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Javier, a 54-year old small business owner avoids going to the doctor. He tells his wife he is too busy, but secretly he is afraid of what he might find out if he gets the health screening tests recommended for people his age. Why is Javier afraid to get a screening? What are health screening tests and what do they reveal?

What is a Health Screening?

A health screening is an assessment, also called a medical screening or test, performed by a care provider to help identify an illness, condition, or disease before signs or symptoms appear. While it may seem counterintuitive to perform a medical screening exam when people do not have any symptoms, these play a pivotal role in the prevention - early detection of illnesses, conditions, or diseases. Early detection saves lives by identifying conditions when they are most treatable.

Where and When are Health Screenings Performed?

Some health screening tests, such as a blood pressure reading, can be performed in a physician’s office. The reading helps detect high blood pressure, which is known as the silent killer because its symptoms are not always obvious. High blood pressure can often be managed with lifestyle changes and sometimes medicine is also needed.

Mammograms to detect breast cancer and colonoscopies to detect colorectal cancer are common screenings that require specialized equipment and are performed by specialists. Unlike blood pressure readings, which are taken during a routine office visit, the need for mammograms and colonoscopies is based on people’s ages and family health histories.

National guidelines drive the frequency of screenings. Some are annual health screenings, while others may be performed every 5 to 10 years for people without symptoms or family histories of the condition.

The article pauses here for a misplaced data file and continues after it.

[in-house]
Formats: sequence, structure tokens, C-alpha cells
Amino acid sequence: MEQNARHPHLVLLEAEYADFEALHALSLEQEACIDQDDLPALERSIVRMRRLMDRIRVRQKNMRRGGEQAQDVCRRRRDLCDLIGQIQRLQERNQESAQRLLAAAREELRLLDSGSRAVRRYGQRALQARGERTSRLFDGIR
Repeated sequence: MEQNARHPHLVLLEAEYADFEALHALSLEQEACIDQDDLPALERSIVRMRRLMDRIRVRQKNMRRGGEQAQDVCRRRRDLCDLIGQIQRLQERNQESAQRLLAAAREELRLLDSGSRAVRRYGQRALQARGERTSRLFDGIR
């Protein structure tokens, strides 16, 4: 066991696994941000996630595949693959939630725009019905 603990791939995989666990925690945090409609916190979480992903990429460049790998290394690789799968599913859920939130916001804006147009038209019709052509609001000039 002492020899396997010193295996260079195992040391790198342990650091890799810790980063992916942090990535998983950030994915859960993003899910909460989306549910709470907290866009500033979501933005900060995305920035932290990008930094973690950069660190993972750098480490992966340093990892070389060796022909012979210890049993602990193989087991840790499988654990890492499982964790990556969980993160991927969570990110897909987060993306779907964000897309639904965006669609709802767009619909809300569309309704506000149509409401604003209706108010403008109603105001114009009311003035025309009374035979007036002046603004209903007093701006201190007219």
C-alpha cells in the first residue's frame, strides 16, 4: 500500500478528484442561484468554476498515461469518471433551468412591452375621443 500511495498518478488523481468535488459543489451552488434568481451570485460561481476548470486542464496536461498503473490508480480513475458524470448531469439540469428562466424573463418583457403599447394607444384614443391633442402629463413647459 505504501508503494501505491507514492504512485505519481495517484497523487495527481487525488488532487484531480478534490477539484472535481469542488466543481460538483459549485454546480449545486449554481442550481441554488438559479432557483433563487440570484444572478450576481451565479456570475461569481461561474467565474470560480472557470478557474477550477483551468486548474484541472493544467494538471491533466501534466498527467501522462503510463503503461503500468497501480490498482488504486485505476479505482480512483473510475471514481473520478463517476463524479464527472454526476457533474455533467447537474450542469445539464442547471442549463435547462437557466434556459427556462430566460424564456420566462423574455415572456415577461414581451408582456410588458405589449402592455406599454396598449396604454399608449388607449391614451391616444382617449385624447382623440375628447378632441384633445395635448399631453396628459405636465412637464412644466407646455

Some screening tests are done through blood work, which can be drawn in care providers’ offices or in laboratory offices. The numbers revealed in the resulting health screening reports can indicate whether people have or are trending toward having a condition. High cholesterol can be identified by numbers outside the healthy range for LDL (also known as bad cholesterol), HDL (also known as good cholesterol), triglycerides, and total cholesterol. Elevated fasting blood glucose readings can indicate pre-diabetes or diabetes. The sooner these conditions can be identified, the sooner they can be treated, managed, or potentially reversed.

Encouraging People to Receive Health Screenings

Javier isn’t alone in being nervous about health screenings and their results. Reassuring people and making it easier to get screenings can help alleviate fears.

Many national health associations promote the benefits of health screenings, including the fact that early detection increases the likelihood of better health outcomes. One-on-one outreach by community health workers, who promote health and wellness throughout their communities, can help people understand the benefits of health screening tests and help them work through their fears.

Community organizations and employers can support people receiving health screenings by partnering with health insurers and care providers to hold community health fairs where screenings can be performed. Even some libraries, barber shops, sports arenas, and schools are places that provide space and opportunities for people to receive health screening tests.

Blood pressure readings and rapid blood tests for cholesterol and diabetes can be done in any private setting. Home test kits to collect samples for colorectal cancer screenings may be more readily accepted than having a colonoscopy. Having a mobile screening unit that can provide mammograms, or other medical screening tests at health fairs are other ways to make screenings easier and more accessible.

Helping people understand that knowing more about their health is better than not, which is an important step forward in encouraging them to receive their recommended health screenings. The earlier illnesses, conditions, and diseases can be detected, the sooner they can be treated or maybe even reversed, leading to even better health outcomes.

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